The cases were generally able to recall in detail the type of product they had consumed and in which shop they had bought it. Six of the 10 cases associated with the outbreak reported buying sugar peas in supermarkets sharing in part the same distribution systems. Trace-back investigation of the sugar peas showed that they had been bought from a single whole-seller in the Netherlands and that they were of three different varieties which can be distinguished by their shapes, namely sugar snaps, sugar peas (snow peas) and mange touts. They originated predominantly from Kenya (from four different farms), but other batches sold in the same period came from Ethiopia and from Guatemala. The Dutch whole-seller was different from the one that supplied sugar peas to Norway. The two remaining cases may have bought their sugar peas in another group of supermarket chains which in part shares distribution systems with the supermarkets that sold the incriminated sugar peas in Norway. Further investigation into the origin of the sugar peas sold in this chain during April is still ongoing. There were no remains of the batch of sugar peas under suspicion and therefore microbiological analysis was not performed. Laboratory results from samples taken from later batches in two of the supermarket chains did not reveal contamination by either Shigella spp. or Escherichia coli (as indicator for faecal contamination).
The investigation points at sugar peas as the source of this outbreak. The Danish and the Norwegian outbreaks do not appear to have been caused by the same type of peas, the batch of sugar snaps that was likely contaminated in Denmark was different from the one imported into Norway and also the Danish outbreak occurred one month earlier that the Norwegian outbreak. It is possible, though, that both outbreaks may have been a result of the same contamination event in Kenya; further investigations may cast light on this.
Outbreaks with a high ratio of females among cases may often point to fresh produce as the source. Only one previous outbreak in Denmark has been associated with sugar peas, an outbreak of Shigella flexneri in 2002 in which the epidemiological evidence pointed towards fresh imported sugar snaps of African origin (unpublished). Other fresh tropical vegetables which were eaten raw, have also caused outbreaks of shigellosis in Denmark, most notable were two Shigella sonnei outbreaks in 2007 [2,3] and one in 1998  both caused by baby corn imported from Thailand.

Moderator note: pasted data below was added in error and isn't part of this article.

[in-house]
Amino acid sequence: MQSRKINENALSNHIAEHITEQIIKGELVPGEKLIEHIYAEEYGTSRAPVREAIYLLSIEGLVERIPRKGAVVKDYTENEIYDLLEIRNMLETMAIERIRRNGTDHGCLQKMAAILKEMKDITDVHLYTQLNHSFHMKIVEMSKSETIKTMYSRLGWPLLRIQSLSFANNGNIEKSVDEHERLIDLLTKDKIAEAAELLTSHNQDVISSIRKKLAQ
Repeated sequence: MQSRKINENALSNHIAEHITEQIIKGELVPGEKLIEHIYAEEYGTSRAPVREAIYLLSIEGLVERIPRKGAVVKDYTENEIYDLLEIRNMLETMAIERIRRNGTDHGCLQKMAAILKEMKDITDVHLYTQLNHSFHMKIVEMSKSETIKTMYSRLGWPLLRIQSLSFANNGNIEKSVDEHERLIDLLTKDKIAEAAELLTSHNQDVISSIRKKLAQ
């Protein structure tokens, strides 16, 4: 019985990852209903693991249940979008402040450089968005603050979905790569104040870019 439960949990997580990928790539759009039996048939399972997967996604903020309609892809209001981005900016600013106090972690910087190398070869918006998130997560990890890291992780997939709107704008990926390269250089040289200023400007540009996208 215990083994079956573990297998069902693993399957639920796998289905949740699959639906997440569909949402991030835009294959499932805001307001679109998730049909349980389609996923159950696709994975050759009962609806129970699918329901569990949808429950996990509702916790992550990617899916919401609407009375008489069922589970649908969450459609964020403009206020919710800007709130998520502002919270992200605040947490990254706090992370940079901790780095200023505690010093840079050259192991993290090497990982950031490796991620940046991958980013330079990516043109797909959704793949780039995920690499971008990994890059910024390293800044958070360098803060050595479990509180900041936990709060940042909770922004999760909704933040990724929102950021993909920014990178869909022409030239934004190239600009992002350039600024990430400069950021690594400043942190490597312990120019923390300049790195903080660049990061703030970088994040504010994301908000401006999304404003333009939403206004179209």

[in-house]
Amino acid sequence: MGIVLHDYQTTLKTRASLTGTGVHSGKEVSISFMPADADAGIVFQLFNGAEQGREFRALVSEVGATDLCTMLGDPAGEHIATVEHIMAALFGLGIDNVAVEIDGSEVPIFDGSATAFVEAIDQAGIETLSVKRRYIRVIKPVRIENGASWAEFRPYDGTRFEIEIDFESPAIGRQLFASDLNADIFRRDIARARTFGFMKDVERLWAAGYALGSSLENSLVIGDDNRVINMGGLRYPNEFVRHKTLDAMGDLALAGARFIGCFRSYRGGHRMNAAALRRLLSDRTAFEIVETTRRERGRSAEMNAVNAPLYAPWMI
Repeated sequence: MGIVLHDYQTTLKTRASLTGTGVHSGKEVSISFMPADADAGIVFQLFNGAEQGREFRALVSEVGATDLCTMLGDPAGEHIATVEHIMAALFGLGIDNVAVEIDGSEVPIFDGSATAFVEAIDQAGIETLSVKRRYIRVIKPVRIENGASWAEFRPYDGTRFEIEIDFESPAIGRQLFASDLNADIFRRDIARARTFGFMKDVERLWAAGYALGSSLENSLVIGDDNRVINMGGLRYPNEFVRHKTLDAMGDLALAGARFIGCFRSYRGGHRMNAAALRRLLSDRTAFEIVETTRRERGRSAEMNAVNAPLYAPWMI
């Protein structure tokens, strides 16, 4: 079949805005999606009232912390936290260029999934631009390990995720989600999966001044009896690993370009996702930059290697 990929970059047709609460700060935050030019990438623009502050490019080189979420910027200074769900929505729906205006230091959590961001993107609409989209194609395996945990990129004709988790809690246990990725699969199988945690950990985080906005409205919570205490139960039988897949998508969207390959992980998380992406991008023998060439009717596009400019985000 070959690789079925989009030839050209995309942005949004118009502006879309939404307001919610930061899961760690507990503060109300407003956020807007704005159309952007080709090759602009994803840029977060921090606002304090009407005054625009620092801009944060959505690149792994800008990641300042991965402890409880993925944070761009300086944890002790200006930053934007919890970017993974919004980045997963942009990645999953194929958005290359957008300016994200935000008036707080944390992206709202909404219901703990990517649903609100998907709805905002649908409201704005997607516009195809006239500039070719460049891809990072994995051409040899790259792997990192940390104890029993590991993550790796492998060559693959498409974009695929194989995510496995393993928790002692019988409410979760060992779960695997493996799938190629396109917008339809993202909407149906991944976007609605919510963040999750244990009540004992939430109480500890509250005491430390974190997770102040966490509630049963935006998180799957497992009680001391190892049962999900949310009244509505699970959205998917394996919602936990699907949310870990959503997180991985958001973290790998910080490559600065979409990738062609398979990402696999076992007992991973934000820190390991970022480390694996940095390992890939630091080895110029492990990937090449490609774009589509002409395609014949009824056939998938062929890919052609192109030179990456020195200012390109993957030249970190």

This outbreak underlines that some fresh vegetables imported into Europe from tropic destinations may pose a food safety hazard. In Denmark fresh imported sugar snaps are sold as a ready-to-eat product. Consumers should be aware that these types of products may pose a risk of microbiological contamination. The sugar snaps will remain crispy after being blanched or boiled shortly and it may be advisable for consumers to heat-treat fresh vegetables of this type before consumption.
- Ethelberg S, Wingstrand A, Jensen T, Sørensen G, Müller L, Lisby M, Nielsen EM, Mølbak K. Large outbreaks of Salmonella Typhimurium infection in Denmark in 2008. Euro Surveill. 2008;13(44):pii=19023. Available from: http://www.eurosurveillance.org/ViewArticle.aspx?ArticleId=19023
- Lewis HC, Ethelberg S, Olsen KE, Nielsen EM, Lisby M, Madsen SB, et al. Outbreaks of Shigella sonnei infections in Denmark and Australia linked to consumption of imported raw baby corn. Epidemiol Infect 2009;137(3):326-34.
- Lewis HC, Kirk M, Ethelberg S, Stafford R, Olsen KE, Nielsen EM, Lisby M, Madsen SB, Mølbak K. Outbreaks of shigellosis in Denmark and Australia associated with imported baby corn, August 2007 – final summary. Euro Surveill. 2007;12(40):pii=3279. Available from: http://www.eurosurveillance.org/ViewArticle.aspx?ArticleId=3279
- Mølbak K, Neimann J. Outbreak in Denmark of Shigella sonnei infection related to uncooked 'baby maize' imported from Thailand. Euro Surveill. 1998;2(33):pii=1171. Available from: http://www.eurosurveillance.org/ViewArticle.aspx?ArticleId=1171